Battery reading?


#1

I noticed that there are 2 pins declared for battery readings. On my fully charged Pokitto, pin 2 seems to be around 80% the value of pin 1.
Does anyone have any info or experience with what these values are or mean?
I think they’re named batterypin1 and batterypin2 (not sure though, I’m not at my computer).


#2

Oh man, I really need to get to work on publishing the schematics

One is a reference value, generated by a chip that we put on the board exactly for this purpose.

You see, the way the charge % is measured in things like Gamebuino classic is actually not reliable at all because you need a real voltage reference. Otherwise your Vmax drops at the same pace as your Vrel and you really co’t know how much charge you have left.

I’ll get back on this soon.


#3

Yessss. (10 char…)


#4

Using the following, I get results, not sure how accurate…

AnalogIn battPin1(POK_BATTERY_PIN1);
AnalogIn battPin2(POK_BATTERY_PIN2);

    // battery pins 1 and 2, no idea what they represent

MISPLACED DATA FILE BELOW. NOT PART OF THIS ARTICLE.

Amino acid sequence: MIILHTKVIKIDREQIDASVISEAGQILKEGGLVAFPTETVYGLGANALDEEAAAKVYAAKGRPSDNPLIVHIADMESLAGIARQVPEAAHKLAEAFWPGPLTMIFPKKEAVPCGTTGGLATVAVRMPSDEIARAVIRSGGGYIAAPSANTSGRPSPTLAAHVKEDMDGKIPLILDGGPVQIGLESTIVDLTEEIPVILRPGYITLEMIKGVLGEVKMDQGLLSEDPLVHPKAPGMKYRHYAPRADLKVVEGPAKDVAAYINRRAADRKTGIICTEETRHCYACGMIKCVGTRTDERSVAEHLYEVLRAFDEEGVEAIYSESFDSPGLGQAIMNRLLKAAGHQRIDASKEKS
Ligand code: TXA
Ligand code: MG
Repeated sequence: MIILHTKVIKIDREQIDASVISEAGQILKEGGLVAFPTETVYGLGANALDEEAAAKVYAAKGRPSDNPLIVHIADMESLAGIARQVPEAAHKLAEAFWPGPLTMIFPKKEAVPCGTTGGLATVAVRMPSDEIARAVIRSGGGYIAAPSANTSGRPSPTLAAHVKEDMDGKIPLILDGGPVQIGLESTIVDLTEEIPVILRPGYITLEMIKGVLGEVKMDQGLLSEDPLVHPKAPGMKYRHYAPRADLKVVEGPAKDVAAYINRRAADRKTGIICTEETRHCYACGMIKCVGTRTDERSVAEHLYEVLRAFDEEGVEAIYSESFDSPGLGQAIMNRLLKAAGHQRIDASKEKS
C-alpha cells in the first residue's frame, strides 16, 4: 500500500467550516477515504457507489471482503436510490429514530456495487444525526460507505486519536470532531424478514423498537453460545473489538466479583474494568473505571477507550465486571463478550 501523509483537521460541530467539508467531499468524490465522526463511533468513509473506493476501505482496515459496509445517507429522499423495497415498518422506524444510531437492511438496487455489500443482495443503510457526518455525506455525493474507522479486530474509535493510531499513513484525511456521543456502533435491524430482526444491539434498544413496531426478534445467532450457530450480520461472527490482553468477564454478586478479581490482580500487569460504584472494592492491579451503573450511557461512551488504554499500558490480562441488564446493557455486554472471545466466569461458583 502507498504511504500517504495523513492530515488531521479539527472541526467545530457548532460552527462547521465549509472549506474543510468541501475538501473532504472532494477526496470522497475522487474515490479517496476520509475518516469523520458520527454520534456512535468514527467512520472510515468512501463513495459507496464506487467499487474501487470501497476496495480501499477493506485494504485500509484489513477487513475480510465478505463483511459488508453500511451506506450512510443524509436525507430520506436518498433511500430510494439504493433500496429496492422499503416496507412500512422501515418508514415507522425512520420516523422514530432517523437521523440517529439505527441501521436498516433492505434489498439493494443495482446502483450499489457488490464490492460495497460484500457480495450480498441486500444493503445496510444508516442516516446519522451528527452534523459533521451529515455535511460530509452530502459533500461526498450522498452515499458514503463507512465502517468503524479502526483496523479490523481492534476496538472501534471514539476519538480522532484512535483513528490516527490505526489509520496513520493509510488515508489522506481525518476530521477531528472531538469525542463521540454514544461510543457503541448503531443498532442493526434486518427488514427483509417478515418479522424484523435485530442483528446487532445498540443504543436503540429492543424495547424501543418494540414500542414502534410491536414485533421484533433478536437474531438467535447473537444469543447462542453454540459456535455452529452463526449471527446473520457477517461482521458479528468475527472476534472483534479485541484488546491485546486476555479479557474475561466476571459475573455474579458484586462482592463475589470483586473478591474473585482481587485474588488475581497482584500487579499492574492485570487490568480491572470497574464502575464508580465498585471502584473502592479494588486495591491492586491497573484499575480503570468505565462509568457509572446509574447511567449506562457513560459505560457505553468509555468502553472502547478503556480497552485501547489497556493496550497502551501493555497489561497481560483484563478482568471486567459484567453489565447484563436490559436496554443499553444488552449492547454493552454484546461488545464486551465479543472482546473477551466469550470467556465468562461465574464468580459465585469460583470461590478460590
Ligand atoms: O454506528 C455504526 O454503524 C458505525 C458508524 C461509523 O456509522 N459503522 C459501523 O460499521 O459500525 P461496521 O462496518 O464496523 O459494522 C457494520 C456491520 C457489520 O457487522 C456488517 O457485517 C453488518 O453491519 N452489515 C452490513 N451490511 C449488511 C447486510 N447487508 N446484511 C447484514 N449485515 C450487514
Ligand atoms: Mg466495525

int b1 = (int)(battPin1*330); // assume regulated power is 3.3v
    int b2 = (int)(battPin2*37000); // assume battery is 3.7v
    int battPercent = b2/b1;

Assuming that pin 1 is regulated 3.3v and pin 2 is direct from the 3.7v battery…
Does this seem correct to anyone, or is there more complex math to do?
According to my above calculation, I’m at ~95% on a full charge.


#5

You couldn’t have a pin directly on the battery. The processor runs at 3.3V, so the 3.7V (which could be as high as 4.2V) would exceed the value that could be read.

In any case, there really should be library functions for handling battery state monitoring.


#6

So really we need to know what the max values represent and not just guess…


#7

Yeeeeesss. I will get to this soon


#8

ANSWER

P0_23 is Vbat divided by 2

P0_22 is Vref, a 2.5V reference from a LM4040 http://www.ti.com/product/LM4040#

LM4040 is a Precision micropower shunt voltage reference

It means P0_22 is always 2.5V and P0_23 is current Vbat / 2

by comparing the analog input of the two pins, you get actual Vbat level

This is because devices like Gamebuino classic used a simple voltage divider to “detect” voltage level

but as Vbat drops, so does the 3v3

so only by using a LM4040 type voltage reference, you get an absolute voltage value